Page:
NEW YORK (Apr. 17)
A resolution calling on Soviet Premier Alexei Kosygin to make good on his pledge to allow Soviet Jews to join relatives in other countries and criticizing the continued lack of Jewish religious and cultural facilities in Russia was adopted today by delegates from 101 Reform temples of the New York Federation of Reform Synagogues.
Calling on Premier Kosygin to make good his promise with "deeds, not words," the resolution also criticized the continued absence of the institutional tools which would provide the Soviet Jews with adequate facilities for religious and cultural rights now granted other groups under the Soviet constitution.
The resolution acknowledged some "minor concessions" which the authorities have granted Jews during the past number of years. "We are heartened at the greater availability of matzoh last year in many large Jewish communities in the principal cities and what appeared to be similar conditions this year so that our brethren in the USSR can observe the festival of Passover."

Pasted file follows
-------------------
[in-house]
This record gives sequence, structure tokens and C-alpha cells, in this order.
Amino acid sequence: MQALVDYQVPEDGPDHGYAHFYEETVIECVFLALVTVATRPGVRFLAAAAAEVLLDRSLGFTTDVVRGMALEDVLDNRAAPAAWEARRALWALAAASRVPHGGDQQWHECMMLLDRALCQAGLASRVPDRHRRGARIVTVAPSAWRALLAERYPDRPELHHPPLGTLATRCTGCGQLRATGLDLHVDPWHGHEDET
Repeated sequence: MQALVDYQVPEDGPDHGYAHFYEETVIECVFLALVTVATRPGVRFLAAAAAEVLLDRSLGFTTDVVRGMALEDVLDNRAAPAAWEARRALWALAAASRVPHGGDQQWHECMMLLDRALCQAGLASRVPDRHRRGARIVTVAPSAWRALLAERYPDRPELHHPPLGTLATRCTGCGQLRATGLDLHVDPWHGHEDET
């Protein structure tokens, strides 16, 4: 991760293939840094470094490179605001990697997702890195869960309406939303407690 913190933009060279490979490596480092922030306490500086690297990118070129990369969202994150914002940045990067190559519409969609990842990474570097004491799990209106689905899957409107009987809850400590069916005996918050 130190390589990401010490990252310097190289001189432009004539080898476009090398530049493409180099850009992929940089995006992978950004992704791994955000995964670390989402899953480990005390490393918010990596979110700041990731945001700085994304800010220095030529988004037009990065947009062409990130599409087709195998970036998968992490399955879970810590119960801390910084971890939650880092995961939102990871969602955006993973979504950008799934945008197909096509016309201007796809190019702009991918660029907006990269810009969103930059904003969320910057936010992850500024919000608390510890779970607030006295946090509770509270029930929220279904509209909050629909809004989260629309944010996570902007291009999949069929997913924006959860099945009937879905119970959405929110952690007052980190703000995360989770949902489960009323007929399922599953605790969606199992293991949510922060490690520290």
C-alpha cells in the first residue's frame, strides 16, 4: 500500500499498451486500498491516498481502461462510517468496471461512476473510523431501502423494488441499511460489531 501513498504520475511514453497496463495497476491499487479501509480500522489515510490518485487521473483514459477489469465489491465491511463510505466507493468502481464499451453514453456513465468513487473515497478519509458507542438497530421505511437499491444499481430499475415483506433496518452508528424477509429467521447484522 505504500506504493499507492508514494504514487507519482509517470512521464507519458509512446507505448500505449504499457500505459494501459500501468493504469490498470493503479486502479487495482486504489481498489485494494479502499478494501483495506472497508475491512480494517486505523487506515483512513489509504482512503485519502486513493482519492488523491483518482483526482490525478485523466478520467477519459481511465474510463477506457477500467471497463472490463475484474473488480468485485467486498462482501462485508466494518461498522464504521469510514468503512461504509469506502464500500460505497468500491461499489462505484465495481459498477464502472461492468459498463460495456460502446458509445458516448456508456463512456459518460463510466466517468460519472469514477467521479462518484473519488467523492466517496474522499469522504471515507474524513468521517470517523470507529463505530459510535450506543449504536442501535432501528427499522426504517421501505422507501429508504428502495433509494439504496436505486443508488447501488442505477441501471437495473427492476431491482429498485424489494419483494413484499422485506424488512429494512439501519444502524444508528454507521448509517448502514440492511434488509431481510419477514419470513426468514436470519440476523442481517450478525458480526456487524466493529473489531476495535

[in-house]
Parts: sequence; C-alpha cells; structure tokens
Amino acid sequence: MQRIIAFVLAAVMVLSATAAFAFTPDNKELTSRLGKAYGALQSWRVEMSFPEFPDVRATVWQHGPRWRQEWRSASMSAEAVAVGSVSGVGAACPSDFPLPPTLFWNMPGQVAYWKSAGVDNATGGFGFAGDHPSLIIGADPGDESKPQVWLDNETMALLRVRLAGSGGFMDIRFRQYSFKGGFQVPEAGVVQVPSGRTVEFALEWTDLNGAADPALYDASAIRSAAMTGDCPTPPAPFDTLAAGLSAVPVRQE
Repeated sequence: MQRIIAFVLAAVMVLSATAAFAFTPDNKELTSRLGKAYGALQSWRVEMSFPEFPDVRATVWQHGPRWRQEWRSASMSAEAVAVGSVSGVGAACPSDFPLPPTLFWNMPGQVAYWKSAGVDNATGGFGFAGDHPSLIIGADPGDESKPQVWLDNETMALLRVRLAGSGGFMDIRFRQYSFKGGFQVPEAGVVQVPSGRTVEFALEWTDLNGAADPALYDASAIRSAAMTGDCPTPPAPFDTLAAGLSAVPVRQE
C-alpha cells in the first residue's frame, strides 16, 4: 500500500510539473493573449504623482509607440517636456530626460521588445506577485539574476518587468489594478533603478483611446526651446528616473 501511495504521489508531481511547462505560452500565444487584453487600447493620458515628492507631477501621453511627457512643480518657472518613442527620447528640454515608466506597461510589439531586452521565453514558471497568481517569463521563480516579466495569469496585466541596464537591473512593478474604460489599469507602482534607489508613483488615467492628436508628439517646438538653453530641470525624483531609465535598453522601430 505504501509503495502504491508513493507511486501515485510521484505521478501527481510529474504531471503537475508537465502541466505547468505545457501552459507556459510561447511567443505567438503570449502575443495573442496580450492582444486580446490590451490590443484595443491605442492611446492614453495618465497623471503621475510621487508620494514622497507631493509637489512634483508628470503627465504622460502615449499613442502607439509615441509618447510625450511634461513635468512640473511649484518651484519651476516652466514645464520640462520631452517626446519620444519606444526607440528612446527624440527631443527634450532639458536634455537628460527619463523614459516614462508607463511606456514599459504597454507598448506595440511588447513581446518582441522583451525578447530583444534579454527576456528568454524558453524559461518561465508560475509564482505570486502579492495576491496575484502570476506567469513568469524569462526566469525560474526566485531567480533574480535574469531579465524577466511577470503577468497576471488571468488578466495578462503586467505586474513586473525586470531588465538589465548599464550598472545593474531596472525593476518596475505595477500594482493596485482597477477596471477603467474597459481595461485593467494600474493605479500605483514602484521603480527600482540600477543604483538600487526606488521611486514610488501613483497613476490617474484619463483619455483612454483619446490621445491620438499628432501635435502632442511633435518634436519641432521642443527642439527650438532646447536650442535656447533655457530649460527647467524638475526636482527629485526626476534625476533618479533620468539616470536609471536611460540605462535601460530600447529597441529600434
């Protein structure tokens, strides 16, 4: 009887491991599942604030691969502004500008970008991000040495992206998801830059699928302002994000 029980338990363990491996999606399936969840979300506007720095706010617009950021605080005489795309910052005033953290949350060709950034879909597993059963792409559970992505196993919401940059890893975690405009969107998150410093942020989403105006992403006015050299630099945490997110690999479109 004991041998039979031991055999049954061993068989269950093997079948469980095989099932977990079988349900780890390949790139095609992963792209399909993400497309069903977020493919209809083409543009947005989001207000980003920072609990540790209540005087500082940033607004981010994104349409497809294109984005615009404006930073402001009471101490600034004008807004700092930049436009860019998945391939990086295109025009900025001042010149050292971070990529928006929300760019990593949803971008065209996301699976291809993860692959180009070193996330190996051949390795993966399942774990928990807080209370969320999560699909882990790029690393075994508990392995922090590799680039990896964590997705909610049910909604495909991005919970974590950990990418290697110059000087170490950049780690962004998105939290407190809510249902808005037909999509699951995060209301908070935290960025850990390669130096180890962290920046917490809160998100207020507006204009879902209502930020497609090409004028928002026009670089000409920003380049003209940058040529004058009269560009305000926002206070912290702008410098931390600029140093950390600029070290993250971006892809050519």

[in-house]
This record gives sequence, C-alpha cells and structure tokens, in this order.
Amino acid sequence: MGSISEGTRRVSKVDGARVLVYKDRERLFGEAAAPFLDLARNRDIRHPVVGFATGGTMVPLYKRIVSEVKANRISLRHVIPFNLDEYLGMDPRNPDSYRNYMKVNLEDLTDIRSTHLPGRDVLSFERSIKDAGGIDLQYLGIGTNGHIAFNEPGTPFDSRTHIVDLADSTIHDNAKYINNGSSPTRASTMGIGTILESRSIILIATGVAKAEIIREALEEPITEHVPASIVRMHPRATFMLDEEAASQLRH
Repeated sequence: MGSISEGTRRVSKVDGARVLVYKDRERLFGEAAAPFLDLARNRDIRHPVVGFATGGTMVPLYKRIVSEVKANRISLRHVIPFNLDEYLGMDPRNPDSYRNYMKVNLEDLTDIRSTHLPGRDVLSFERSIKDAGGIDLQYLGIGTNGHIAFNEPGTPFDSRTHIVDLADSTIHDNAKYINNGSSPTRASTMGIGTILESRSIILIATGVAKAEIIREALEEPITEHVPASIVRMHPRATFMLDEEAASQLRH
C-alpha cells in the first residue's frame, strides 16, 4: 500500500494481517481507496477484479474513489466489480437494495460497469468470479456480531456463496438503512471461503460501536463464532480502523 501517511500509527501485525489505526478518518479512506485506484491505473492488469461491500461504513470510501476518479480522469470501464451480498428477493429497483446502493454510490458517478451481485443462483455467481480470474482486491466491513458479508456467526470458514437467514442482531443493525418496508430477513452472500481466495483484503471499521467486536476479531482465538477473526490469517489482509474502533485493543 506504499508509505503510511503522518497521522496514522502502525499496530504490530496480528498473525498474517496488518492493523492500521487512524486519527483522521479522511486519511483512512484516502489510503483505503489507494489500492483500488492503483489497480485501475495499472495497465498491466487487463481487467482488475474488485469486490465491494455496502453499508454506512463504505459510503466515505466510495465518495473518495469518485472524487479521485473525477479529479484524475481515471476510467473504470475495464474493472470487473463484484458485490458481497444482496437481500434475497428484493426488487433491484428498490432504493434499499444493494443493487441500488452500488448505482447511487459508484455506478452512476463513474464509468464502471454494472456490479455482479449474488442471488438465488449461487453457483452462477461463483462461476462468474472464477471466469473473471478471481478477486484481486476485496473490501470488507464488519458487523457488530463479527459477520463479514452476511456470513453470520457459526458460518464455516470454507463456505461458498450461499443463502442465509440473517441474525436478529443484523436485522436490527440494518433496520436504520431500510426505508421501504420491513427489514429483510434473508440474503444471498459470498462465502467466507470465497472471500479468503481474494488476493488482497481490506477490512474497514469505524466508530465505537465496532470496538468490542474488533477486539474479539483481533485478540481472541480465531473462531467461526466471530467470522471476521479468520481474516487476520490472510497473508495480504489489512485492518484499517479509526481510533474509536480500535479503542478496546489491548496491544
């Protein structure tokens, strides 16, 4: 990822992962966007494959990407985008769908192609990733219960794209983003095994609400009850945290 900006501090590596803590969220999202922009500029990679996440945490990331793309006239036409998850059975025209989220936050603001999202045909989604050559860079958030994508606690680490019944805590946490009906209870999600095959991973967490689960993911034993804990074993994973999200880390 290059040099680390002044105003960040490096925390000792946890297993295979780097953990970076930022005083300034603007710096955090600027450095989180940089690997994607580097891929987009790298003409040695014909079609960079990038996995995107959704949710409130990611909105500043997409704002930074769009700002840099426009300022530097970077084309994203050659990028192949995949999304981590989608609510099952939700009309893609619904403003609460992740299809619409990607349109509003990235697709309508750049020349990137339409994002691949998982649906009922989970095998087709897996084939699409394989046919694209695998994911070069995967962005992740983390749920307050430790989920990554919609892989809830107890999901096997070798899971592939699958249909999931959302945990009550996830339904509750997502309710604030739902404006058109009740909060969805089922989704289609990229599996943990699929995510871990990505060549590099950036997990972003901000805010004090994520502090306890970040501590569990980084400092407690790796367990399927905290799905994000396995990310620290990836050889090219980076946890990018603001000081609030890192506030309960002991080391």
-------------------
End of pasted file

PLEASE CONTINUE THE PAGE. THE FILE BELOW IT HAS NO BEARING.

Delegates pledged to "continue an intensified campaign not to rest until the current Soviet program of attrition against its Jews has been abated." In that connection the Reform temples were asked to participate in a twenty-four hour vigil taking place on April 29th in front of the United Nations as part of a nationwide demonstration in 18 cities.
The resolution was adopted after a report on the plight of Soviet Jewry was presented by Alfred Ronald, cochairman of the Federation’s Community Relations Committee, in which he described a press campaign being carried out in the Soviet Union to discourage Jews in that country from emigrating to rejoin members of their families from whom they have been separated since the Second World War.
"During the past few months," Mr. Ronald said, "stories have appeared in the Soviet press calling upon Jews not to leave the country to rejoin their relatives from whom they have been separated since the last war." Mr. Ronald reported that these stories have particularly repeated themselves in the cities of Riga, Vilna and Talin. In addition to dissuading Jews from leaving the country, other stories have appeared discrediting life in the State of Israel for a new immigrant.